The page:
The most breathtaking and enchanting part of the site is the Main Chamber, adorned with sparkling stalactites and stalagmites, containing the skeletal remains of 14 individuals, 150 ceramic vessels and several ground stone artifacts. Of the 14 skeletons in the chamber, six are infants (under the age of three years), one is a child (seven years of age) and seven  adults (early twenties to 48 years old). One of the adults, a young male, lies encrusted in sparkling travertine deposits and provides a stunning example of the fragile nature of human existence.
The skulls of at least five adults and one child have evidence of cranial modification also called cultural modification.   The child and all of the infants also show evidence of trauma to their crania. Speculations suggests that their death may have been caused by blows to their heads. None of the 14 individuals were buried but were found lying on the cave floor strongly suggesting that all the individuals were most likely victims of human sacrifice to the Maya Gods.

With over 80% of the ceramic vessels being large jars and bowls and almost all the pots are broken, its speculated that these vessels may have contained food offerings. In cave sites where the preservation of organic remains is excellent Archaeologists have discovered corn, chilli pepper, cacao, and copal incense inside of ceramic vessels. The corn, pepper, and cacao were taken into the caves as offerings to the gods and to deceased ancestors. Copal incense was generally burnt during celebration of the cave rituals.  Stone tools found inside the cave were grinding stones and hoes (known as manos and metates with the grinding stones used for processing corn). Both of these implements are associated with food production and support to the theory that most cave rituals were focused on agricultural fertility.
According to the Maya Religion & Cosmology Caves are sacred and ritualistic.  Caves like ATM represents the portals to the underworld (“Xibalba”), places of origin, creation and were the home for important and powerful Gods of the Underworld. In the Popul Vuh, a sacred Maya book, it's the nine Underworld gods who are responsible for the creation of the world. These same gods are revered in Maya culture as deities that promote rain and as earth gods associated with fertility. The earth lords residing in caves beneath sacred mountains are the owners of the land, the forests and of all animals, Humans are expected to petition these gods for these resources by trading offerings for favours with burning copal to appease the gods.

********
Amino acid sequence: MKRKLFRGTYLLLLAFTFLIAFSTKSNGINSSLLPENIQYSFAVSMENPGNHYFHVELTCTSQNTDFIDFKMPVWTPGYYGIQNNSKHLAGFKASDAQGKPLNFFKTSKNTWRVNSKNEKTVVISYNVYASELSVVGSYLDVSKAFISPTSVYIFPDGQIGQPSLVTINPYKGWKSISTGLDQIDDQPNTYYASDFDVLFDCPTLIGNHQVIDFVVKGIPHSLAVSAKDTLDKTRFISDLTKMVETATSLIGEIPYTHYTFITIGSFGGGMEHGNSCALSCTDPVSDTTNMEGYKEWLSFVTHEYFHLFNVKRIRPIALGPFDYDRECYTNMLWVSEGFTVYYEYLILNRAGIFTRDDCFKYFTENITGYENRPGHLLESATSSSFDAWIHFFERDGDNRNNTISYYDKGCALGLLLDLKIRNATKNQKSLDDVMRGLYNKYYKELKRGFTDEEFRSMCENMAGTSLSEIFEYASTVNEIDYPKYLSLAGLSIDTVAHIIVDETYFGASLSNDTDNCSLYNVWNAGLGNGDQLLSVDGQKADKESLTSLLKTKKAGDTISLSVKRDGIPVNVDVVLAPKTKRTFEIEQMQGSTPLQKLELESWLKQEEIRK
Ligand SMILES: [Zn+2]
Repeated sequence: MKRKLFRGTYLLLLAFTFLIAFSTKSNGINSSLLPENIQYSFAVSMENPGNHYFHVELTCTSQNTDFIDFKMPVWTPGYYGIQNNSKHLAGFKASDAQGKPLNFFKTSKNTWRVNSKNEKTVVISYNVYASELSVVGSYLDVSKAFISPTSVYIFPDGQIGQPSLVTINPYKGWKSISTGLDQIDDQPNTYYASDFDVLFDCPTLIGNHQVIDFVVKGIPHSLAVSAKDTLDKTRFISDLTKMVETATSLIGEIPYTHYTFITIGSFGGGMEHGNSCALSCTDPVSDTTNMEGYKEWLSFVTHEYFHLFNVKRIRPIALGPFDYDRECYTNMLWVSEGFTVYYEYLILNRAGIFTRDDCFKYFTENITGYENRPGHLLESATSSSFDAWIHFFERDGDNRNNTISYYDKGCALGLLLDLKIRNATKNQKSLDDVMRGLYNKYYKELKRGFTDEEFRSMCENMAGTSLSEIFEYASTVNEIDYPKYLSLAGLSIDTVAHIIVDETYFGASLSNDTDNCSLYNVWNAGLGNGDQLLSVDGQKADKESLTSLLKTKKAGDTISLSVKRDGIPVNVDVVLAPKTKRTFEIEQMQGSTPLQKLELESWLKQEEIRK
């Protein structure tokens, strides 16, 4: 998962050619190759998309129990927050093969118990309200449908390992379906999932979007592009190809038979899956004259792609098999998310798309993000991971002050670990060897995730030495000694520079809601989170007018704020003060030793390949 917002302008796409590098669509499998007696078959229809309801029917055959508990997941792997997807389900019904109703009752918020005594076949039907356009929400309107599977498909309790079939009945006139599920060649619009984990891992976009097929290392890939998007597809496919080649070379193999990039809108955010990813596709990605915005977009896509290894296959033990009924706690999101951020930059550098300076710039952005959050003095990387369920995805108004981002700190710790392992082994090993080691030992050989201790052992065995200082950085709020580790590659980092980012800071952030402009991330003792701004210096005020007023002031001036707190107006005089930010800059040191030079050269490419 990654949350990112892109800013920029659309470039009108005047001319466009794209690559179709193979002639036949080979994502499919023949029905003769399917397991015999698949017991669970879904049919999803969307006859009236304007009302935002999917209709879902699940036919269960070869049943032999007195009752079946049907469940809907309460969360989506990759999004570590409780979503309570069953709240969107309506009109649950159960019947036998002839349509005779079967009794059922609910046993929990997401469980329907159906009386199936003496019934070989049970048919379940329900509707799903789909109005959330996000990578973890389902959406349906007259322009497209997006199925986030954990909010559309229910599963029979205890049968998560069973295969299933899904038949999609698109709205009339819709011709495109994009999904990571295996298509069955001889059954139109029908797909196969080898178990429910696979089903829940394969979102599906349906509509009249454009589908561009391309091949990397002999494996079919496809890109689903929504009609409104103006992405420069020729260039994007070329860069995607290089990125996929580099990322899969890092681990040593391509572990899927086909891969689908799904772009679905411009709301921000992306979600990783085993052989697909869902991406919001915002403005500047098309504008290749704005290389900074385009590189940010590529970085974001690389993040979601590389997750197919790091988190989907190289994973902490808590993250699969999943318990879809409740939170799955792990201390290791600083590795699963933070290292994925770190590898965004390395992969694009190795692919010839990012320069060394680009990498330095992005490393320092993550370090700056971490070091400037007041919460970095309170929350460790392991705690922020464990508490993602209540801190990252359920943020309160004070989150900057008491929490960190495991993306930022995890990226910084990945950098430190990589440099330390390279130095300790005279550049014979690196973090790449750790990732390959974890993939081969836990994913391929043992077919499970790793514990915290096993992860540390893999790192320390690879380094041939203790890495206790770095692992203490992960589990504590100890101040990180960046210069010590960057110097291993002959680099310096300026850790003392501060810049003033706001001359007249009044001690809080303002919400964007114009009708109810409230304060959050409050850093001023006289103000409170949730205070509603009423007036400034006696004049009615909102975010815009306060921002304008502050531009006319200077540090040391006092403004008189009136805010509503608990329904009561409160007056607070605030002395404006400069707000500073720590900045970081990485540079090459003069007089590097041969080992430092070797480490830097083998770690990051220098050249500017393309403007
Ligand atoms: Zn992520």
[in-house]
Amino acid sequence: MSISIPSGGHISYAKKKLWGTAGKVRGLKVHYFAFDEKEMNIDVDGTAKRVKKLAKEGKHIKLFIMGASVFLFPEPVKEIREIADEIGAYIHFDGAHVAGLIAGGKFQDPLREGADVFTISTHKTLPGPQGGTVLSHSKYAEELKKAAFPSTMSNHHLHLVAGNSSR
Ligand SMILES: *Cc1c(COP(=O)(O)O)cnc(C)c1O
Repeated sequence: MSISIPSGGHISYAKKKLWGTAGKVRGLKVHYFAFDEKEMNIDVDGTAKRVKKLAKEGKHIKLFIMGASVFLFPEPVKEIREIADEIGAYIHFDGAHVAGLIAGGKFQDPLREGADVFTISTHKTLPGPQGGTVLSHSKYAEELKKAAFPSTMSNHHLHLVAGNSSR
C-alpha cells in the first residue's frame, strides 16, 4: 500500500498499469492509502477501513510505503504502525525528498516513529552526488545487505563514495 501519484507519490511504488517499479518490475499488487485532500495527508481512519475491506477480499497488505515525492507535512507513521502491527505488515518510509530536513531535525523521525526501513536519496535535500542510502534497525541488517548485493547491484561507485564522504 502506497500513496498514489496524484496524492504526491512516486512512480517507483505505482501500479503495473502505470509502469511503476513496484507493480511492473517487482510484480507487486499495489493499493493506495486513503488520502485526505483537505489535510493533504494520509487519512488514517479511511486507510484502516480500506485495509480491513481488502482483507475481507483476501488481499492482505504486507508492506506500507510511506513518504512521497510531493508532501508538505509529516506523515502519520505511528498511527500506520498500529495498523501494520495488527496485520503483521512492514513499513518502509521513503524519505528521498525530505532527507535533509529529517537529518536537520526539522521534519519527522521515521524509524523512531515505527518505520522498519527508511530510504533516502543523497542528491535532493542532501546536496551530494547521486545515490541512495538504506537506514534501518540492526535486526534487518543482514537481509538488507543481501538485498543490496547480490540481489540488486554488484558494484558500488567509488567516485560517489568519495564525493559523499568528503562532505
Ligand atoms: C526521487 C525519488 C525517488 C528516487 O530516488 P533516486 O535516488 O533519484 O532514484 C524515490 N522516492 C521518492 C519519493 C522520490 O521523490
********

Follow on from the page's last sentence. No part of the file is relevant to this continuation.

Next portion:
For this reason the Maya journeyed into caves to communicate with their gods and ancestral spirits. They went to request that the rain god Chac nourish their crops, that the earth gods provide them luck in the hunt, and that their harvests be bountiful. As part of their rituals they would burn copal incense, give their blood in offering and in more desperate times, even provide sacrificial victims to ensure continued sustenance and agricultural fertility.  

Visitors have a rare opportunity to visit this truly breathtaking, beautiful and unique ATM cave. Caves like ATM are very fragile with sensitive environments and it’s our responsibility to protect them from destruction and to preserve them so that future generations can appreciate their beauty and splendour as you can do today.  By visiting ATM you are helping to educate visitors about our Ancient Maya History and keeping the Maya Culture alive.

                        Creating lifetime memories one vacation at a time.  


 "Exploring Nature With Expert Naturalist"